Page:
The relative lack of globalisation in Lyon also means that almost all subjects are taught exclusively in French, which is fantastic for improving your language skills, but again it means that the actual study component may be a bit too challenging for you if your French is below a B2 standard. Despite some challenges in signing on to classes, I really enjoyed the study aspect of Lyon 2.


I was fortunate enough to be given lodgement in the Résidence Universitaire André Allix, one of Lyon's many student halls. Unlike the situation at UQ, Allix is nowhere near either of Lyon 2's two campuses (the gorgeous, historic campus at Berges du Rhône and the 1970s architectural monstrosity out at Bron), nor indeed near any major Lyonnaise university. However, this is not a problem, as the accommodation is still in an excellent location close to the city centre, everywhere is accessible by public transport and you have an imperious view over the city.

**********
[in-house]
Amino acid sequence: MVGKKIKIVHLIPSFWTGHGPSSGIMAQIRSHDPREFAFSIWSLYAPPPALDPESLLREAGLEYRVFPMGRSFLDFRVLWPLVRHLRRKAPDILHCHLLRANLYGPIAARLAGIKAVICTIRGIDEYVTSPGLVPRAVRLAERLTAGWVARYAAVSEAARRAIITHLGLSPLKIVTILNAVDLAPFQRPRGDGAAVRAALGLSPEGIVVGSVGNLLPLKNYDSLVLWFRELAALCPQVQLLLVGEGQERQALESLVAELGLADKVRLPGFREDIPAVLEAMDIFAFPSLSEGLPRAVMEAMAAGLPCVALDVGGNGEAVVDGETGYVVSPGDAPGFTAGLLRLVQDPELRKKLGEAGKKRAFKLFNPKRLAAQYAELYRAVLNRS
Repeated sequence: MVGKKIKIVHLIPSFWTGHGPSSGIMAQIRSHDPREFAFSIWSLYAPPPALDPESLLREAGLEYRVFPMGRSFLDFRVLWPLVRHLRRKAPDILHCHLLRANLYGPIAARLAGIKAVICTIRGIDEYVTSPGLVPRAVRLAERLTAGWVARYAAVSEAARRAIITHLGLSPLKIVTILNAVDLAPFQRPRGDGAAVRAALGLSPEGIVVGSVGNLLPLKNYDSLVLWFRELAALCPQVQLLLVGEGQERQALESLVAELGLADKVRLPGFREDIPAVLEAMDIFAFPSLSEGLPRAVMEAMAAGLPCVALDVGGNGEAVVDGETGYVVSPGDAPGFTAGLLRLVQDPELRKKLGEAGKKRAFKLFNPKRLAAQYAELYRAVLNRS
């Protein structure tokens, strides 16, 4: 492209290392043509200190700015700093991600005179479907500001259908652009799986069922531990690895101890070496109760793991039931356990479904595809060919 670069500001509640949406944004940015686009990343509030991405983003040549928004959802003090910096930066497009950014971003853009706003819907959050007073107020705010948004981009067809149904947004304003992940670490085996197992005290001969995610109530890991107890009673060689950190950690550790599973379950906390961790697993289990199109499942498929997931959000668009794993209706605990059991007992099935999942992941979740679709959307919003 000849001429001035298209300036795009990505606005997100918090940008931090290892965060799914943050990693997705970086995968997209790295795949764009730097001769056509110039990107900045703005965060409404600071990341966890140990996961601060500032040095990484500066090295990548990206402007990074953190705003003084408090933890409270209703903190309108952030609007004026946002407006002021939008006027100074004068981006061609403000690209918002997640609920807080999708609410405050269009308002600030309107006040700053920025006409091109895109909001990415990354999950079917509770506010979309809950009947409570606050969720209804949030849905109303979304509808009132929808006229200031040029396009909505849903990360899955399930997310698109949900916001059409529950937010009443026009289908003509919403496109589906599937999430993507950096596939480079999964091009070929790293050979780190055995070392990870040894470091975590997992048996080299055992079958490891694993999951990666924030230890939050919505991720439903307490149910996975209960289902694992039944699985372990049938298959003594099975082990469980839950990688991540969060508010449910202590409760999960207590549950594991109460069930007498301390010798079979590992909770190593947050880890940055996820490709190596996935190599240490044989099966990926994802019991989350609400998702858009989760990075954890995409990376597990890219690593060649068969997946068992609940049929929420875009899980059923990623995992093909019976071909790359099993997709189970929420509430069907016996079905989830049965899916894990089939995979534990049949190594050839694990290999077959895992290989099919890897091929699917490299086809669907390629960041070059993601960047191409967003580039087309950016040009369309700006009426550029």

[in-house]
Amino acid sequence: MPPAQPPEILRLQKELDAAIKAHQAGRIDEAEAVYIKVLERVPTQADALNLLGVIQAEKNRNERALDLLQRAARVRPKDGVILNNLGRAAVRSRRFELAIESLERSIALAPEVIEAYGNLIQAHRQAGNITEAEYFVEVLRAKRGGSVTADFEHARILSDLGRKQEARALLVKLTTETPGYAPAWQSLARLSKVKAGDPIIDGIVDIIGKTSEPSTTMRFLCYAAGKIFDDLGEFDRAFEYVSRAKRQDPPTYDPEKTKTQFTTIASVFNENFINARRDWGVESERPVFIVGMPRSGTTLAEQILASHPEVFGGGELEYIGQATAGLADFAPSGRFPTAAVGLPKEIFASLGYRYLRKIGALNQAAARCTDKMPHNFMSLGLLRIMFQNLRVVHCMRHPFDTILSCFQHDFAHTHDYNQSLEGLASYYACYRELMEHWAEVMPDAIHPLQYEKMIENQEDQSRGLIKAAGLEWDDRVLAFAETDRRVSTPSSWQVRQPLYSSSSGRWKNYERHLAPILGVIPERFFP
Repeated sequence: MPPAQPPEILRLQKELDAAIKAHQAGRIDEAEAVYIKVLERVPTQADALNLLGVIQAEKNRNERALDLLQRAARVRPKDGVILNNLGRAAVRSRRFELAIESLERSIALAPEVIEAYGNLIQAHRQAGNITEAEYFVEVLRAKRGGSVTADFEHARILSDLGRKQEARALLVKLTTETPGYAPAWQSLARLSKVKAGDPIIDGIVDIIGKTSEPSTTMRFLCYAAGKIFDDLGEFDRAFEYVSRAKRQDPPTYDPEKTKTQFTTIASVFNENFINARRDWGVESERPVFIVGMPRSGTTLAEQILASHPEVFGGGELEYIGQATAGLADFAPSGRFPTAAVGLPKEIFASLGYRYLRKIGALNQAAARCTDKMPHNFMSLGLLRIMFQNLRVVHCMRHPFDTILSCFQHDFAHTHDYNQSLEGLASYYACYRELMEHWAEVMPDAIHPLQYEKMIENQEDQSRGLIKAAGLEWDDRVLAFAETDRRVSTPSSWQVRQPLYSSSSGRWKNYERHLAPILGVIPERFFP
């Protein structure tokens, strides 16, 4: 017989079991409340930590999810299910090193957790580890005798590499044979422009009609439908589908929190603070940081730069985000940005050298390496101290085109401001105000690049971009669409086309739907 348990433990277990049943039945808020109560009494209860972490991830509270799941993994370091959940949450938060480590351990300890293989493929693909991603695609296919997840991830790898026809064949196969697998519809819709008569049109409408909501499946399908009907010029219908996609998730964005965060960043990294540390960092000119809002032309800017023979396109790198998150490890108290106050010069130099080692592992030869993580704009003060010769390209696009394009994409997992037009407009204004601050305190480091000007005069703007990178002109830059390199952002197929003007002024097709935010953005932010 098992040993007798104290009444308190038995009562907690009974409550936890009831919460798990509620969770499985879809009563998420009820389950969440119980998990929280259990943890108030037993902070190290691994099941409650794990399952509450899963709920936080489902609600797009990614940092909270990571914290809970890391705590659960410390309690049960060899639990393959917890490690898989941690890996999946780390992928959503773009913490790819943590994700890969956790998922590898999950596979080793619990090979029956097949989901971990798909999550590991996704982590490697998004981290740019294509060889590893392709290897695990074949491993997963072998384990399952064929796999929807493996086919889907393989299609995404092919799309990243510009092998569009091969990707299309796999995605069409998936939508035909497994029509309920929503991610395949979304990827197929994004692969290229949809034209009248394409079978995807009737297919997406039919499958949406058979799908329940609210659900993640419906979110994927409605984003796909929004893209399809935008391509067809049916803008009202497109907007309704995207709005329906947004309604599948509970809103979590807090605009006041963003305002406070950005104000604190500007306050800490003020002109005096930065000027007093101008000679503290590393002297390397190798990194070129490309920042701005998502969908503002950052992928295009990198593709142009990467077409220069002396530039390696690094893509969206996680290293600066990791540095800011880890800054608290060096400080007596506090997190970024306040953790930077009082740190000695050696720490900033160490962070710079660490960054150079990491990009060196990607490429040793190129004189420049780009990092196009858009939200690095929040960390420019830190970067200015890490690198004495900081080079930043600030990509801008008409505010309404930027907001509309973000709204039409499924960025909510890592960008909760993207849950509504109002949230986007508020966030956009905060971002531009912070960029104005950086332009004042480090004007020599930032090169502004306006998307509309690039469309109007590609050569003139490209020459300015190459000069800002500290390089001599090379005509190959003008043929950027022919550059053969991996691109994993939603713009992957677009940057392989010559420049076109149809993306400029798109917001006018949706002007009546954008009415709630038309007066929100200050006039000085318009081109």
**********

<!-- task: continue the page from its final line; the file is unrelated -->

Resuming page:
Allix was very affordable, with monthly rent costing me only €250, which provided me with a small room to myself, complete with a bed, shower, toilet, desk, fridge and plenty of storage space! Most of the best friends I made were living in the same Residence, and we found that the communal kitchen on each floor was a great place to chat with people and plan nights out as you prepared your dinner.


Compared to Australia, France is really not an expensive place to live, particularly if you are outside of Paris. You do have to do your own shopping for food, appliances and any study materials you may need, but all of these items are generally a lot cheaper in Lyon than what you can find in Australia. For example, the standard price for a baguette is around €0.80 from a boulangerie, and I was able to regularly pick up a bottle of Burgundy for €2-€3.

Top Five Tips:

  1. Sign on and enrol early to avoid disappointment. By this I mean that once you arrive in Lyon and start uni, it is imperative that you do your on research, find out who the professors are of each class you want to take, and approach them personally after the first class to get them to sign off on your study plan.